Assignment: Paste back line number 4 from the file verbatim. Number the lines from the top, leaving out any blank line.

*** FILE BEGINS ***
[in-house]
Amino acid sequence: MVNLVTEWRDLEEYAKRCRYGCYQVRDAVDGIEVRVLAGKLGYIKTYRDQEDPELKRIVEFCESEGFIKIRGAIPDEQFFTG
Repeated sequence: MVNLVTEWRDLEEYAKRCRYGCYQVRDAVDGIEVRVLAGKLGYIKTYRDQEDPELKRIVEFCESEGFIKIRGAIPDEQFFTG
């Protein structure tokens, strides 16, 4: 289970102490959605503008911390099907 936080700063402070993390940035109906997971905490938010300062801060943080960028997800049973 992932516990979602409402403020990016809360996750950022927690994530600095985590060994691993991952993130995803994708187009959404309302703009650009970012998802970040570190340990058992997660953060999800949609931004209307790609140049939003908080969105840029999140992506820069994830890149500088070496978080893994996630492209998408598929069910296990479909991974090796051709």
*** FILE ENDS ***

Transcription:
């Protein structure tokens, strides 16, 4: 289970102490959605503008911390099907 936080700063402070993390940035109906997971905490938010300062801060943080960028997800049973 992932516990979602409402403020990016809360996750950022927690994530600095985590060994691993991952993130995803994708187009959404309302703009650009970012998802970040570190340990058992997660953060999800949609931004209307790609140049939003908080969105840029999140992506820069994830890149500088070496978080893994996630492209998408598929069910296990479909991974090796051709």